Shapiro & Lozano Shapiro & Lozano
Criminal Defense In Bloomington, Indiana
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drunk driving Archives

Binge drinking no longer ends after college

Many remember (or don’t) the crazy times they had in college. Unfortunately, major binge drinking in young adulthood has proven to lead to such issues as drug and tobacco use, alcoholism, alcohol poisoning, liver damage, accidental injury or death, and even alterations to the developing brain structure.

'Weed breathalyzer' to be tested by several cities this fall

When it comes to marijuana-impaired driving, everyone agrees that a fairer test is needed. When marijuana was illegal nationwide, it made some sense to have a so-called "per se" rule. If a properly performed test found marijuana in your system, you were considered guilty.

When does OWI become a felony?

The penalties for drunk driving are severe, and increase with the number of times that individuals are charged. Generally speaking, the first few OWI convictions will be considered a misdemeanor. That can change to a felony, however, which may result in a more severe punishment, including a prison sentence that can range from 6 months to 20 years. It also leads to higher fines, lengthier probations and other potential penalties. While OWI laws vary, there are some general guidelines.

Researchers say Breathalyzer has flaws

Anyone who is pulled over on suspicion of DUI or OWI knows the drill. While the officer will often ask a series of questions, it often inevitably ends with the driver taking a Breathalyzer, blood or urine test. The most popular roadside test is the breath test with a Breathalyzer, which has been used as evidence in more than one million DUI convictions in America each year. If the officer suspects that the driver is driving while above the legal blood alcohol concentration limit of .08 percent, they can use implied consent to force driver to take this test and then use it as evidence against the driver.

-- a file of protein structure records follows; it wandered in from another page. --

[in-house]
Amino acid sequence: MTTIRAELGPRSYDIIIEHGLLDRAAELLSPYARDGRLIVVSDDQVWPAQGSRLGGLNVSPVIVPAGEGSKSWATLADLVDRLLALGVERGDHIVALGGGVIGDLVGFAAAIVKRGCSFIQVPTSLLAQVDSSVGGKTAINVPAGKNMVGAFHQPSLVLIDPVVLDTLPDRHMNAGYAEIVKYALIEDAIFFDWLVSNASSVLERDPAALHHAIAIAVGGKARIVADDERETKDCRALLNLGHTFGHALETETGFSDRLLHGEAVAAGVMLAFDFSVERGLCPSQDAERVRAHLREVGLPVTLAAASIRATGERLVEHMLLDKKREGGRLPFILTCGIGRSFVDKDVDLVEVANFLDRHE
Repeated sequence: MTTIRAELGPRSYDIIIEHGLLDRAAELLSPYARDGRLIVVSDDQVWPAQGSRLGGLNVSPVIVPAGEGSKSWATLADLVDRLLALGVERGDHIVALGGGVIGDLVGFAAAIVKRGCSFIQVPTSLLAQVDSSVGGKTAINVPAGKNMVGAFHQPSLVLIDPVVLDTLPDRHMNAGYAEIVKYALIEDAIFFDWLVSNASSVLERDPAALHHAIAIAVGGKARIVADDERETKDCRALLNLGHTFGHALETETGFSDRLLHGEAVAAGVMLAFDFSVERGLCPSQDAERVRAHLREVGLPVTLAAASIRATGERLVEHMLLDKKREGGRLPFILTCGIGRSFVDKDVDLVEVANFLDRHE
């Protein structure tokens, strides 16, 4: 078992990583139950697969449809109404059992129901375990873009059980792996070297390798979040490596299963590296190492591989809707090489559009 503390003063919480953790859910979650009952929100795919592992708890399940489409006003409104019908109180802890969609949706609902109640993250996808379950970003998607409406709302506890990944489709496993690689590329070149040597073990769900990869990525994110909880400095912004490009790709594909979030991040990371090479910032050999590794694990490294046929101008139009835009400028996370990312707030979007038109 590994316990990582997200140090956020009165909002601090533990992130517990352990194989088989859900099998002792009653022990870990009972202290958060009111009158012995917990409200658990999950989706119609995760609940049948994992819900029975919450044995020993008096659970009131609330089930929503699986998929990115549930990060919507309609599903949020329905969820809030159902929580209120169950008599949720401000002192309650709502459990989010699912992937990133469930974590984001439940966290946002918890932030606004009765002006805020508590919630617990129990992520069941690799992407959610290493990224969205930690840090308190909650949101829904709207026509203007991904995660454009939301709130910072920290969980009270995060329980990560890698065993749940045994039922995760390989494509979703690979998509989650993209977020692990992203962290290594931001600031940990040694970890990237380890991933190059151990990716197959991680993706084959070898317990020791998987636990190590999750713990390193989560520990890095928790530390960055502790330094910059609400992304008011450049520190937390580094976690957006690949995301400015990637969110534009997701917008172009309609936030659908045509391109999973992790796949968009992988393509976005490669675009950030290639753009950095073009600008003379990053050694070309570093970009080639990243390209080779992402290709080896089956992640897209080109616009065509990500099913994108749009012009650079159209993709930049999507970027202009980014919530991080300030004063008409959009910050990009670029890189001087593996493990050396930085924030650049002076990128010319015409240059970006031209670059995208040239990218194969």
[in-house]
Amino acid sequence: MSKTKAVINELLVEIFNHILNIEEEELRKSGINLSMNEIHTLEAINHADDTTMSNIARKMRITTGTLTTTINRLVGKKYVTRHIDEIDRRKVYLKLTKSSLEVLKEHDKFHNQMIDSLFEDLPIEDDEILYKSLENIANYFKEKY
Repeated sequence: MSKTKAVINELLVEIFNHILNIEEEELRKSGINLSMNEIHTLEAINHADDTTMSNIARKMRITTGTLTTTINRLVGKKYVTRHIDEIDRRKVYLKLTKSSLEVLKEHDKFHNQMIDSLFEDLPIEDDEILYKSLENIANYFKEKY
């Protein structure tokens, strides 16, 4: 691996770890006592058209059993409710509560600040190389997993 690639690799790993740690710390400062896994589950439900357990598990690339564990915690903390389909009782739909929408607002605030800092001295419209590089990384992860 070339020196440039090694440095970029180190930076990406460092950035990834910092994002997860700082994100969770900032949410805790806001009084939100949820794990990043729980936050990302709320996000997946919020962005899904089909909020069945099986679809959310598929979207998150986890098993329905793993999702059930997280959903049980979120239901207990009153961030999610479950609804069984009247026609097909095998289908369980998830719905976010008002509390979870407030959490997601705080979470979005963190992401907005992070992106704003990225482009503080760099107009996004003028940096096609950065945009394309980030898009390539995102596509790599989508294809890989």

Does Indiana law incentivize drunk drivers to flee the scene?

Drunk driving is always a risky business. You might leave the bar after a few too many drinks and manage to make it home without getting caught. However, you might get pulled over and arrested, ending up with a suspended license, a few hundred dollars in fines and even serving up to a year in jail. Worse still, you run the risk of getting into an accident—and injuring or even killing someone else. If you kill another person while intoxicated behind the wheel, you’re now facing far more serious felony charges.

Prior DUI Convictions May Have Cost Messer A Senate Seat

There are many life-changing consequences to getting convicted of a DUI. U.S. Senate candidate Luke Messer opted not to publicly disclose the fact that he had twice been convicted for driving under the influence before running for public office. Ironically, initially Messer filled a seat that was vacated in 2003 by former State Representative Roland Stine, who had died a month earlier because he was a victim in a drunk driving accident.

A DUI could haunt your career for decades

Knocking back a few drinks with friends can be a lot of fun—until someone decides to drink and drive. Many college students don’t stop to consider the long-term consequences of driving under the influence of alcohol or drugs. Getting behind the wheel of a car can be a spur-of-the-moment decision, but the consequences of that decision can last much, much longer.

For experienced help in criminal defense, including DUI defense, call Shapiro & Lozano at 812-336-8192.

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